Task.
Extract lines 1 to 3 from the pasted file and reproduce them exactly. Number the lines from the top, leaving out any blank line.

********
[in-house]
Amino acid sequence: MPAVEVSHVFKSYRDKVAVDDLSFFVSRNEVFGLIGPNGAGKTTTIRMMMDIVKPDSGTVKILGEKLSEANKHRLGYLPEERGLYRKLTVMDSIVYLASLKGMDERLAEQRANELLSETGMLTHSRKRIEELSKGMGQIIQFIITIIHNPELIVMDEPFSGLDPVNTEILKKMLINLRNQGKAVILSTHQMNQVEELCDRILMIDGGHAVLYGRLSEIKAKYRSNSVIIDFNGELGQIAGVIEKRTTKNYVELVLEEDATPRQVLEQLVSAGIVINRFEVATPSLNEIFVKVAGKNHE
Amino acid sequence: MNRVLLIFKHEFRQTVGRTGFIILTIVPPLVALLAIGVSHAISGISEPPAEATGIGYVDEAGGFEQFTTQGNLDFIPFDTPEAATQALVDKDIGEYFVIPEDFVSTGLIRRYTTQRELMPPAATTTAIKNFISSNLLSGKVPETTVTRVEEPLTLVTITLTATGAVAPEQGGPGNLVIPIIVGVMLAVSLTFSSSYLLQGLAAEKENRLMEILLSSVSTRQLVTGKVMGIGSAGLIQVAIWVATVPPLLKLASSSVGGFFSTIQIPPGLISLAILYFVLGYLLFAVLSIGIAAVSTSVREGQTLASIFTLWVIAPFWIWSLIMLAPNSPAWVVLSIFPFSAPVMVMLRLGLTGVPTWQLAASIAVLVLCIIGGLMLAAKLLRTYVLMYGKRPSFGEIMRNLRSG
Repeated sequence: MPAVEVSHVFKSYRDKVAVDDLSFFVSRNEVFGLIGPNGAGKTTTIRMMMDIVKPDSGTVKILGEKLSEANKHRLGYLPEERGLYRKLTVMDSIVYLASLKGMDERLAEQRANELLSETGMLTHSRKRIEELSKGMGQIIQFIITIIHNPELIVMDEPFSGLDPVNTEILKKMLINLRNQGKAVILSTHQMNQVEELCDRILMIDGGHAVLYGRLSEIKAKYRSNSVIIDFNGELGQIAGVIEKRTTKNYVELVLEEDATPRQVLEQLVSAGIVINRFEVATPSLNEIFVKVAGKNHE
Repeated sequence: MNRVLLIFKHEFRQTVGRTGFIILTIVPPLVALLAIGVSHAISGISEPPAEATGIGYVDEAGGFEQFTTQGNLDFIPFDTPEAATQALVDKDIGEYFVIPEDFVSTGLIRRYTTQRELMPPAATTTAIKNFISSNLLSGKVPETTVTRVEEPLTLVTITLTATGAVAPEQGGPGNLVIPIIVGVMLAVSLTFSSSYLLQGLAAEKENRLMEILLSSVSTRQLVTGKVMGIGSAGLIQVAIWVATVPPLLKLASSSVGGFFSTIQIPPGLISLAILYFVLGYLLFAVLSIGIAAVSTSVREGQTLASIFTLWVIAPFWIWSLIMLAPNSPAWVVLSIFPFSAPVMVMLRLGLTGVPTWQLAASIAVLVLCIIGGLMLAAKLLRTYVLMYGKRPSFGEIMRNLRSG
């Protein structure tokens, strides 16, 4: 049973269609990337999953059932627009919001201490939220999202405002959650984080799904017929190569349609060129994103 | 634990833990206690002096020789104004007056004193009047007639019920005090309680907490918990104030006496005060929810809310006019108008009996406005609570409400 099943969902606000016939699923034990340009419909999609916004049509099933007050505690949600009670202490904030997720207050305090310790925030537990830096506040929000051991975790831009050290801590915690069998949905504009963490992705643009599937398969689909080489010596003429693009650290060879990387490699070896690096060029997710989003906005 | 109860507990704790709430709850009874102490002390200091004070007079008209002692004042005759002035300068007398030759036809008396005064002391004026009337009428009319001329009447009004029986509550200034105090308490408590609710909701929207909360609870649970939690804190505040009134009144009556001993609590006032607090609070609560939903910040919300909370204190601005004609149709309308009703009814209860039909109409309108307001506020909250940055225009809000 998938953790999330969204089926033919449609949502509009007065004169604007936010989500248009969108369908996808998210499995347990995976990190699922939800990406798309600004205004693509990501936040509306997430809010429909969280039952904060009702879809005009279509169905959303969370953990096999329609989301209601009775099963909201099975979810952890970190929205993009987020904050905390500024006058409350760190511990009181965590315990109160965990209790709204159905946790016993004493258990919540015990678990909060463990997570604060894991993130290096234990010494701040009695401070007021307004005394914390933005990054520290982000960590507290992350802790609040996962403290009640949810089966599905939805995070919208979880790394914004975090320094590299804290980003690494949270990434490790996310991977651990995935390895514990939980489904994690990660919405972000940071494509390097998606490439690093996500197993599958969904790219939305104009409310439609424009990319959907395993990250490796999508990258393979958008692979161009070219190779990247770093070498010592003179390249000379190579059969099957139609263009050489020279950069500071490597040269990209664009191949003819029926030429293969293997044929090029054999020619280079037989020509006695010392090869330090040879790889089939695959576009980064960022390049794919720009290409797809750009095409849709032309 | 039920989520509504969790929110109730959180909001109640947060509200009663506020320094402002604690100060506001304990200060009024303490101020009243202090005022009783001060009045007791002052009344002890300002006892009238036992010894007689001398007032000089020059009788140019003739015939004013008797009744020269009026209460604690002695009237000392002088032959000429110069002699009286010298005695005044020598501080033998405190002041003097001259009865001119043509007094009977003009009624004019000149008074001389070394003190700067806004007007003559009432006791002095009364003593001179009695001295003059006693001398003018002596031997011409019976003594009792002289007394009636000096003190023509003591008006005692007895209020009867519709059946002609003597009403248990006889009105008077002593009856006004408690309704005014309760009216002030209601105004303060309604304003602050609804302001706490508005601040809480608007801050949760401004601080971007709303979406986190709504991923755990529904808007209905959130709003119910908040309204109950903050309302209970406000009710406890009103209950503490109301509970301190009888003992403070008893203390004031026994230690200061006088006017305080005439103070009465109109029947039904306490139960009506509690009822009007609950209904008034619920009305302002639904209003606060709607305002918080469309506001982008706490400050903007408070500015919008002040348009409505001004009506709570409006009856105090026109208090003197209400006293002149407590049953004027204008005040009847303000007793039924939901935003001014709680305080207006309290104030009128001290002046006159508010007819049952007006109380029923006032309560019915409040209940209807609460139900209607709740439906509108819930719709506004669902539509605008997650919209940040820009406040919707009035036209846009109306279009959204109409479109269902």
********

[in-house]
Amino acid sequence: MPAVEVSHVFKSYRDKVAVDDLSFFVSRNEVFGLIGPNGAGKTTTIRMMMDIVKPDSGTVKILGEKLSEANKHRLGYLPEERGLYRKLTVMDSIVYLASLKGMDERLAEQRANELLSETGMLTHSRKRIEELSKGMGQIIQFIITIIHNPELIVMDEPFSGLDPVNTEILKKMLINLRNQGKAVILSTHQMNQVEELCDRILMIDGGHAVLYGRLSEIKAKYRSNSVIIDFNGELGQIAGVIEKRTTKNYVELVLEEDATPRQVLEQLVSAGIVINRFEVATPSLNEIFVKVAGKNHE
Amino acid sequence: MNRVLLIFKHEFRQTVGRTGFIILTIVPPLVALLAIGVSHAISGISEPPAEATGIGYVDEAGGFEQFTTQGNLDFIPFDTPEAATQALVDKDIGEYFVIPEDFVSTGLIRRYTTQRELMPPAATTTAIKNFISSNLLSGKVPETTVTRVEEPLTLVTITLTATGAVAPEQGGPGNLVIPIIVGVMLAVSLTFSSSYLLQGLAAEKENRLMEILLSSVSTRQLVTGKVMGIGSAGLIQVAIWVATVPPLLKLASSSVGGFFSTIQIPPGLISLAILYFVLGYLLFAVLSIGIAAVSTSVREGQTLASIFTLWVIAPFWIWSLIMLAPNSPAWVVLSIFPFSAPVMVMLRLGLTGVPTWQLAASIAVLVLCIIGGLMLAAKLLRTYVLMYGKRPSFGEIMRNLRSG